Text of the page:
Africom declined to discuss any plans for deploying drones—which are sometimes called “ISR,” in military parlance—to Niger. “We don’t discuss specific planning efforts, and in particular, we do not discuss specifics related to ISR, and intelligence matters,” said Col. Tom Davis, a spokesman for the command.
American military personnel in Niger would likely provide counterterrorism training to local forces and help the country with border security, in addition to helping gather intelligence on al Qaeda in Mali, officials said.
Other countries in the region are also seen by U.S. officials as possible hosts for drone bases.
U.S. and French officials are concerned about any spillover of the fighting into neighboring countries, including Algeria, which, at the urging of Paris, has moved forces to try to close its long desert border with Mali. French officials said the goal is to prevent fighters from crossing the border to escape advancing French and African forces.
U.S. officials said they want to step up cooperation with the government in Algiers to fight AQIM and associated militant groups, as Algeria is one of the few capable governments in North Africa that fervently oppose Islamist militants. Current and former officials said the Central Intelligence Agency or the U.S. military may be able to reach a deal in which Algeria provides a drone base in exchange for equipment and training.
The Algerians have been fighting Islamist militant groups since the 1990s, when they stepped up their effort to counter extremists with the help of the CIA. The agency forged a good relationship with its counterparts there and Algeria was able to tamp down the threat considerably.
The Pentagon has small numbers of personnel and equipment scattered across Africa. The largest concentration is at Camp Lemonnier, a French-U.S. base in Djibouti, used to launch drone strikes in Yemen. The base is the headquarters for a task force of 2,000 Americans.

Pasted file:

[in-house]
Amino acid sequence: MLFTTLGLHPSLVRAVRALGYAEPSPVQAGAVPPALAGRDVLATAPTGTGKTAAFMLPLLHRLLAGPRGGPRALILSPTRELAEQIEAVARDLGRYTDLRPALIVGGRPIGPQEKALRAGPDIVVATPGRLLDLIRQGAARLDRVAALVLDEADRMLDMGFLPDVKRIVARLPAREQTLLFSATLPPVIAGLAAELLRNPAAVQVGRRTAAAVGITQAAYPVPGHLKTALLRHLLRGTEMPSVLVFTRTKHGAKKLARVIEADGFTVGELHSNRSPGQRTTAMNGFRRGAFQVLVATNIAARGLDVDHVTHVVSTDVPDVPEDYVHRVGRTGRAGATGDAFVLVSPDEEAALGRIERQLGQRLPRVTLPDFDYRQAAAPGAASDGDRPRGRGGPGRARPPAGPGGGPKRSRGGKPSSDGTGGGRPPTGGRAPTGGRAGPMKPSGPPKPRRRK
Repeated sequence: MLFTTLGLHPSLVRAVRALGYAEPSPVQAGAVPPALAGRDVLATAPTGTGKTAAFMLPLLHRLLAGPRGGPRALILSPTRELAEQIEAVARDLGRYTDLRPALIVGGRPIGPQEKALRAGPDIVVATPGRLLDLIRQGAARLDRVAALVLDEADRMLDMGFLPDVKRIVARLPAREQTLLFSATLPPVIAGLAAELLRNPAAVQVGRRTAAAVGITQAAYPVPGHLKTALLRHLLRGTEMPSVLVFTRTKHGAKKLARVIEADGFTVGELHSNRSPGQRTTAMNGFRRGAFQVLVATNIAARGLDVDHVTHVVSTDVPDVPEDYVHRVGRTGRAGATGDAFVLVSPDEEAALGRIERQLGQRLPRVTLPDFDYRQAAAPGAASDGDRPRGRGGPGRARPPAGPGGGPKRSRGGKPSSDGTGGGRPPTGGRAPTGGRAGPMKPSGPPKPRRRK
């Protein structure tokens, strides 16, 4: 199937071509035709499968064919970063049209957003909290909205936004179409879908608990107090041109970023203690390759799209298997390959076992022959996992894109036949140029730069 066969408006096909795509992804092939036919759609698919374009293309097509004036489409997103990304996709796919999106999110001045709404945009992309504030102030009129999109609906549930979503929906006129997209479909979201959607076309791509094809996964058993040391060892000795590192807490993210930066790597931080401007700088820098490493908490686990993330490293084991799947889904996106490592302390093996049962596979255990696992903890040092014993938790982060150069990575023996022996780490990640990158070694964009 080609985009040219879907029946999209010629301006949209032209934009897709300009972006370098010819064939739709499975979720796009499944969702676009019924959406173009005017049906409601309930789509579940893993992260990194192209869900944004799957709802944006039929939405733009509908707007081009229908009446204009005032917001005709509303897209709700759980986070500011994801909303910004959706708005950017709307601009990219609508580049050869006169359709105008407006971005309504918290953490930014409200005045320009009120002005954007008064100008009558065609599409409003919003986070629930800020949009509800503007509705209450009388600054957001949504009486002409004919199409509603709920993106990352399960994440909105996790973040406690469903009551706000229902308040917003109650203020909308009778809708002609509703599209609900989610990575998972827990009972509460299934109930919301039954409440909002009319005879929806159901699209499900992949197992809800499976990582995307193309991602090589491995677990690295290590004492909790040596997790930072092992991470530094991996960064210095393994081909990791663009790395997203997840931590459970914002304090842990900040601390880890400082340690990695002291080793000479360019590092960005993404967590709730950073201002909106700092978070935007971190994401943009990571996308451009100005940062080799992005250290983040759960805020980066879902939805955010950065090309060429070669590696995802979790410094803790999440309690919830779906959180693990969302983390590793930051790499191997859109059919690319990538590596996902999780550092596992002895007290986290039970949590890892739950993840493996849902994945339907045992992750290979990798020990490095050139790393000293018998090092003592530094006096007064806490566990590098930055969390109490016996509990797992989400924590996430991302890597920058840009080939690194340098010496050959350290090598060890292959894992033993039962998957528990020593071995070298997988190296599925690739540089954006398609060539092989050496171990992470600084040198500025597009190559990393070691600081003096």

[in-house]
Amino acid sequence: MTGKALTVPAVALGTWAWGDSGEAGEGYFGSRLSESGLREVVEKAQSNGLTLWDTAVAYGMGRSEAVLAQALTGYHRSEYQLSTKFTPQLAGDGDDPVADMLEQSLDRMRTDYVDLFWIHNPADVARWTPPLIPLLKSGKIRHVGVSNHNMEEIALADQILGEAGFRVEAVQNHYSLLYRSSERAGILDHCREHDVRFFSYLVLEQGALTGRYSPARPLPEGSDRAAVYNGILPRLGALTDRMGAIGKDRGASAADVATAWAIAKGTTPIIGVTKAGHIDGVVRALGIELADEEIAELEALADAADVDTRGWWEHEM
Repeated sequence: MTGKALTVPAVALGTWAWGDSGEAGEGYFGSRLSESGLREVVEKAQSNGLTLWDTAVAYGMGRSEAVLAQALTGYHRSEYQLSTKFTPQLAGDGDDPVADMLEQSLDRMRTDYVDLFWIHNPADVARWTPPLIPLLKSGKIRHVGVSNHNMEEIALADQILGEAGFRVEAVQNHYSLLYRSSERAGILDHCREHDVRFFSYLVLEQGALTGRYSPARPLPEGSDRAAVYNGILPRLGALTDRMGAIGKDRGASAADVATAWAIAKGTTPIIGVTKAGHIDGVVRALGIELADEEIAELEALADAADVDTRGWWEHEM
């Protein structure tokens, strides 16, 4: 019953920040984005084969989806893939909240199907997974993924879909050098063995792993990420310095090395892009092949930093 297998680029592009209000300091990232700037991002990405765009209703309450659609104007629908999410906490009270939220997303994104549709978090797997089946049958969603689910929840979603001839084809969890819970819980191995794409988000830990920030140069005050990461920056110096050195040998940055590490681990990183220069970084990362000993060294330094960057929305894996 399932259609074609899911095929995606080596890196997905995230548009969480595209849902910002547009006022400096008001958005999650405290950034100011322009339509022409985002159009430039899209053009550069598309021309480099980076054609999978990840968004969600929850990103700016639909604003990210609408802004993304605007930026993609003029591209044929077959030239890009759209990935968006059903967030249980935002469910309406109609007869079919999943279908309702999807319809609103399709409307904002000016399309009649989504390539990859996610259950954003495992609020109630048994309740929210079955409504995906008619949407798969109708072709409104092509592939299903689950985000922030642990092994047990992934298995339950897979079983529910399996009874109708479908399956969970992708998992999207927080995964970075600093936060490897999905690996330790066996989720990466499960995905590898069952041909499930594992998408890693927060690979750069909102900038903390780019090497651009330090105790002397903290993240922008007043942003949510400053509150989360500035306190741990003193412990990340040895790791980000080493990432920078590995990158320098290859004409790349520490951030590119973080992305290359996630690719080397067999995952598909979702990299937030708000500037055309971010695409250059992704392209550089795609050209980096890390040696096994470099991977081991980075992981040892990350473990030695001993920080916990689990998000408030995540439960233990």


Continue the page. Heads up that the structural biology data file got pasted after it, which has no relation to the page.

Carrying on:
In addition to the U.S. personnel now in Niger, about 100 were sent to the region last year to help in the hunt for the Lord’s Resistance Army, a rebel militia in central Africa. Africom is based in Germany, and has personnel on the continent at regional African organizations, such as the African Union.
The agreement with Niger, “would provide a U.S. foothold, a launching pad, in the region to try to stem the threat of Islamic extremism in the region,” said Seth Jones, a former Pentagon adviser and an al Qaeda specialist at the Rand Corp.
He said U.S. officials have a “very serious concern” that even if the French succeed in Mali, the Islamic extremist threat will continue to spread in the region in countries such as Mauritania, Nigeria and Niger.
After a two-week legal and policy review, the White House agreed to provide three air tankers to refuel French warplanes over Mali. The U.S. also is providing cargo planes to transport French troops and equipment.
The U.S. military has forged a relationship with its counterparts in Niger for a decade, dating to the aftermath of the 9/11 attacks, Mr. Jones said.
The Niger military staged a coup in 2010 after then-President Mamadou Tandja attempted to extend his term. The military junta scheduled a presidential election for 2011, returning power to civilian authorities and clearing the way for stepped-up U.S. military support.
— Julian E. Barnes contributed to this article.